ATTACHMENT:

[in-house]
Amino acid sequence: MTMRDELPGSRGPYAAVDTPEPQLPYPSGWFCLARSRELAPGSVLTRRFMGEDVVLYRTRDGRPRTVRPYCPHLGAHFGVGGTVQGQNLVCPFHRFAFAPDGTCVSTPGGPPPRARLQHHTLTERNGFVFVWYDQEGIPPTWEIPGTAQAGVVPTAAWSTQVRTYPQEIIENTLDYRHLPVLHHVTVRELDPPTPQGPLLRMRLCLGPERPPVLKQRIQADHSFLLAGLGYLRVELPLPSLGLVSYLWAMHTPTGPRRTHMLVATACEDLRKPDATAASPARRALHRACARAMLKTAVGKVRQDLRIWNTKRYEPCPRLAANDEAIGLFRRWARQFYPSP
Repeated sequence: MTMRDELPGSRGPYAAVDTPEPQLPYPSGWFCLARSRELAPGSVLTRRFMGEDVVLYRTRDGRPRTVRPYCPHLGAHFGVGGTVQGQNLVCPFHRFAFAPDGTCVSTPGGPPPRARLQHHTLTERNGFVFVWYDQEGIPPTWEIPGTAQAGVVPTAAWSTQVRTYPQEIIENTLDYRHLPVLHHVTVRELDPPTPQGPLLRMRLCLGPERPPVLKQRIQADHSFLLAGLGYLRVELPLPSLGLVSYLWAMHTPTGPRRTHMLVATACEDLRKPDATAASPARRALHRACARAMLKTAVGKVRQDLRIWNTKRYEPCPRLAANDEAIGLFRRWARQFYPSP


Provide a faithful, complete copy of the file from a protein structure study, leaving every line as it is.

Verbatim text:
[in-house]
Amino acid sequence: MTMRDELPGSRGPYAAVDTPEPQLPYPSGWFCLARSRELAPGSVLTRRFMGEDVVLYRTRDGRPRTVRPYCPHLGAHFGVGGTVQGQNLVCPFHRFAFAPDGTCVSTPGGPPPRARLQHHTLTERNGFVFVWYDQEGIPPTWEIPGTAQAGVVPTAAWSTQVRTYPQEIIENTLDYRHLPVLHHVTVRELDPPTPQGPLLRMRLCLGPERPPVLKQRIQADHSFLLAGLGYLRVELPLPSLGLVSYLWAMHTPTGPRRTHMLVATACEDLRKPDATAASPARRALHRACARAMLKTAVGKVRQDLRIWNTKRYEPCPRLAANDEAIGLFRRWARQFYPSP
Repeated sequence: MTMRDELPGSRGPYAAVDTPEPQLPYPSGWFCLARSRELAPGSVLTRRFMGEDVVLYRTRDGRPRTVRPYCPHLGAHFGVGGTVQGQNLVCPFHRFAFAPDGTCVSTPGGPPPRARLQHHTLTERNGFVFVWYDQEGIPPTWEIPGTAQAGVVPTAAWSTQVRTYPQEIIENTLDYRHLPVLHHVTVRELDPPTPQGPLLRMRLCLGPERPPVLKQRIQADHSFLLAGLGYLRVELPLPSLGLVSYLWAMHTPTGPRRTHMLVATACEDLRKPDATAASPARRALHRACARAMLKTAVGKVRQDLRIWNTKRYEPCPRLAANDEAIGLFRRWARQFYPSP